The power of numbers

on in Nonprofit
I was reminded again this week of the power of numbers to speak…loud and clear.

I’m talking about the gift range chart – that “it-doesn’t-add-up-if-it-doesn’t-add-up” tool that makes the equation between prospects and total raised, pretty darned clear.

In a gift range chart, you list how many gifts at $10,000 you expect, and put names next to them. Then you look at how many gifts at $5,000 you expect, and put names next to them. And so on and so on, down to the small gifts, where the actual names aren’t listed but the vehicles (such as the annual appeal) are, and the expected totals make rational sense with what you really expect to raise.

What we’ve seen happen again and again, is that once you put names next to the numbers…there’s a real sobering moment. In other words, the group of co-conspirators has put together a list that doesn’t, once it’s broken down, add up to the goal.

But the chart, and the numbers, tell that tale. You, as executive director, development director, board fundraising chair, whatever, don’t have to be the naysayer, cause the numbers do it for you.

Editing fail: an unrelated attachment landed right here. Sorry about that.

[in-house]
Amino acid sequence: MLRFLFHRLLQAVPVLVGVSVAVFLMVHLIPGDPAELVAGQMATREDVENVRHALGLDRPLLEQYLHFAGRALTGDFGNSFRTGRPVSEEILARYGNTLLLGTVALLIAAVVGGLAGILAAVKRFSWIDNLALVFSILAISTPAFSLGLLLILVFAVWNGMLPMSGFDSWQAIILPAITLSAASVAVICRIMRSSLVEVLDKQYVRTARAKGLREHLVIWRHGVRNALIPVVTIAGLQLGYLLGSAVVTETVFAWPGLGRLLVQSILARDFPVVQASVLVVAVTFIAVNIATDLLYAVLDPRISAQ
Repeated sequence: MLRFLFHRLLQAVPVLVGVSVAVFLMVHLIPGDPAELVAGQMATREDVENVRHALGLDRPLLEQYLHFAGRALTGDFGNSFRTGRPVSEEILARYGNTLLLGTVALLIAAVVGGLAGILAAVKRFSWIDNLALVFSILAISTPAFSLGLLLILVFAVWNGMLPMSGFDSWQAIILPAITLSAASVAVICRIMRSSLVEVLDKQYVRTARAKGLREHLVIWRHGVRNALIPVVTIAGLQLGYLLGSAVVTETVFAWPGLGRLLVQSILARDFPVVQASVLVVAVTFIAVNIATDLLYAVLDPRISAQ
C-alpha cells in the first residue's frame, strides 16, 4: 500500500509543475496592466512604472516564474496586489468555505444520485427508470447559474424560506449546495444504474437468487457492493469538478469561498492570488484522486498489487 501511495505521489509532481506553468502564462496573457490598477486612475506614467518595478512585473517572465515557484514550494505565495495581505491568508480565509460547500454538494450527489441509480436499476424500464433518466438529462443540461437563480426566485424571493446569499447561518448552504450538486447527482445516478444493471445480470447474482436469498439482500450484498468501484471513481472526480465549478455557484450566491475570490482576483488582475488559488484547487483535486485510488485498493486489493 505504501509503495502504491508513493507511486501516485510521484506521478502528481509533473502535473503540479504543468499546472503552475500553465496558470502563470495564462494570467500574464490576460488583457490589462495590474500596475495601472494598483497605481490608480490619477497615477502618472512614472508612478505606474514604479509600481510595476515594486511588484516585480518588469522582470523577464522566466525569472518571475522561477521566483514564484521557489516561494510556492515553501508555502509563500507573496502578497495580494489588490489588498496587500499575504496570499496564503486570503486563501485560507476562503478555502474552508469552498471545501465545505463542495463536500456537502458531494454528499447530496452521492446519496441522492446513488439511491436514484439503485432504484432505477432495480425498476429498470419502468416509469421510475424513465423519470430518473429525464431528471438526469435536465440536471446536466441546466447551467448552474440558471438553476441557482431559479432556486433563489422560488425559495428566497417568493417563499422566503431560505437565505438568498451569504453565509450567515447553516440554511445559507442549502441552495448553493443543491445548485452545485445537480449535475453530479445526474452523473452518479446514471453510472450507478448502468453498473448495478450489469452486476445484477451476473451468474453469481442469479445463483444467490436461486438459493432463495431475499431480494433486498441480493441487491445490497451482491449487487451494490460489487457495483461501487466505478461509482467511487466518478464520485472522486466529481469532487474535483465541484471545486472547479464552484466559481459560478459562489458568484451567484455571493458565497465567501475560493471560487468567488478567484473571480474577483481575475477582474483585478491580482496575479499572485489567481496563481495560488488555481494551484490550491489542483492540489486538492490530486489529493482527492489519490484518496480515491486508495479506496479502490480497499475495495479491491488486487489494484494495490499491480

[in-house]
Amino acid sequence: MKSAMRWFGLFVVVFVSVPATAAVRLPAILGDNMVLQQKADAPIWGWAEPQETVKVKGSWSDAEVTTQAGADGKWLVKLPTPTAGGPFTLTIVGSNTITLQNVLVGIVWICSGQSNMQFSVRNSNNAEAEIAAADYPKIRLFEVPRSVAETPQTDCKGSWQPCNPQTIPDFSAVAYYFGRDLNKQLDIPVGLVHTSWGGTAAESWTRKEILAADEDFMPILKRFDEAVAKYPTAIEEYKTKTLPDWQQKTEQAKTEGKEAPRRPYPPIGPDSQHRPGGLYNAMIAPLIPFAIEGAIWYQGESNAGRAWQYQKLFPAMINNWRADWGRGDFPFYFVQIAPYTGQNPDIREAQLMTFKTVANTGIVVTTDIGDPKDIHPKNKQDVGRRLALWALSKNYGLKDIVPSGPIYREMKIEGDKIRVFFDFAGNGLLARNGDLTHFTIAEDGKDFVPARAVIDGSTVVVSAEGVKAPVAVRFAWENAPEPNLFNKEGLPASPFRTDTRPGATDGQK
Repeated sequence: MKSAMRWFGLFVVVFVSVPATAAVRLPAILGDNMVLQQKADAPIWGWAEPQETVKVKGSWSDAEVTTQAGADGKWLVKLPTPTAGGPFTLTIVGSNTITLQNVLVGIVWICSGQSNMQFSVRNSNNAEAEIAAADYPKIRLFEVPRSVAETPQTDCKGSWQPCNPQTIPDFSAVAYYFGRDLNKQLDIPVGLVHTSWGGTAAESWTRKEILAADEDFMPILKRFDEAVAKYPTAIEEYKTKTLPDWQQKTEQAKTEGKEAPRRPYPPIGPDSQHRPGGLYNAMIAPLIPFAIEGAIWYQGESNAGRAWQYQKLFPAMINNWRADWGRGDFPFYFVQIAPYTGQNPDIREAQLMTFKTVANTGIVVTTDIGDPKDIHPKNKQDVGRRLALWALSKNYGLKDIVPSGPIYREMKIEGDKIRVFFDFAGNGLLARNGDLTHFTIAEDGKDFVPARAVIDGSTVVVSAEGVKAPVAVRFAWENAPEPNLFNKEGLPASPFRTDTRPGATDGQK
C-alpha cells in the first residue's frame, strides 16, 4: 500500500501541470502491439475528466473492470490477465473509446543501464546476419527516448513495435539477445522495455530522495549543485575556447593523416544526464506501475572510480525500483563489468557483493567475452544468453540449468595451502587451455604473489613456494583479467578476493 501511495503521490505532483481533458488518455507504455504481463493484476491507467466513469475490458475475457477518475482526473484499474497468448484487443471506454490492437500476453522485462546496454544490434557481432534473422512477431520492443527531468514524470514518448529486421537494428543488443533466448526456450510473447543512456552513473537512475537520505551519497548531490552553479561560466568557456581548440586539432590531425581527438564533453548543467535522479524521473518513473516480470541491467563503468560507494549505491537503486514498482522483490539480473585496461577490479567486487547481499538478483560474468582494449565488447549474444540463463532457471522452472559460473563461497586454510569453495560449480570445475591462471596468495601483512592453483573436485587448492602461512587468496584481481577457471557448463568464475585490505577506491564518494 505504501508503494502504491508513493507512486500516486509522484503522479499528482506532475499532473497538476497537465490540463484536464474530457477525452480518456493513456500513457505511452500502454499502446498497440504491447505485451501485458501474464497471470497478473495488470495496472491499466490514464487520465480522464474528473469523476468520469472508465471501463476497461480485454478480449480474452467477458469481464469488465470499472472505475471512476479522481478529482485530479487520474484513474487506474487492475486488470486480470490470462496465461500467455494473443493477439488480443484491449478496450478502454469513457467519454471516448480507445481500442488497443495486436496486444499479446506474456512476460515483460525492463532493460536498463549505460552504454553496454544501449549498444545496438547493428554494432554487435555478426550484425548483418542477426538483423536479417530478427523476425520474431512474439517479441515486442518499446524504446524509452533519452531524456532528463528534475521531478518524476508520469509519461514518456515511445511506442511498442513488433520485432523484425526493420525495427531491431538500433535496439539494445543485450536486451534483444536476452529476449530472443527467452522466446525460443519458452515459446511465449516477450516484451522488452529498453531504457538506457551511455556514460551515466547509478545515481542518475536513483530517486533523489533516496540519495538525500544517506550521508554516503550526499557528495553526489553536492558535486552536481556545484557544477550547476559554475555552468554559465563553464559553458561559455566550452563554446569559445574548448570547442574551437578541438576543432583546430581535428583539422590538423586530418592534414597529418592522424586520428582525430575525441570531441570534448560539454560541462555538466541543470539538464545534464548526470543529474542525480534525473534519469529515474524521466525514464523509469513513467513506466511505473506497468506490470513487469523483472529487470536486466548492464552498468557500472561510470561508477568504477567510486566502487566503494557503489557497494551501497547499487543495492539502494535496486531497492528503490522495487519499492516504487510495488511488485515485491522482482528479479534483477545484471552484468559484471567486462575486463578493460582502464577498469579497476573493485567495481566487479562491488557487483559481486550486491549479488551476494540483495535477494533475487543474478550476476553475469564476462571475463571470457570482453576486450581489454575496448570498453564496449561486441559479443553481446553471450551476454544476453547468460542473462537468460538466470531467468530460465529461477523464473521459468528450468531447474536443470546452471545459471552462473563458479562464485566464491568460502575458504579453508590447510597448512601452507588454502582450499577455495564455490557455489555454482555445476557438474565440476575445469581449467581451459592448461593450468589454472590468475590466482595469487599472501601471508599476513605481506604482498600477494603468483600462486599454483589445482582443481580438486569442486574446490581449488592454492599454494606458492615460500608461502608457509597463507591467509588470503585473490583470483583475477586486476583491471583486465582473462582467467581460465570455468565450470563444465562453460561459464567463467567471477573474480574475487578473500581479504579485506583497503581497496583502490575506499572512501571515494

With the right board members, once they see the numbers don’t add up to the total hoped for, they add some more prospects to the list – and you’re off to the races.

With board members who don’t rise to the challenge – well, at least you know you’re not going to raise it, cause you’re not going to raise it anyway…by wishful thinking. So you can adjust expenses, or do whatever you need to do – instead of getting to the end of a campaign and discovering “Oops, we’re $60,000 short of our goal!”

Numbers don’t lie. Well, sometimes they do, but a gift range chart speaks the truth.
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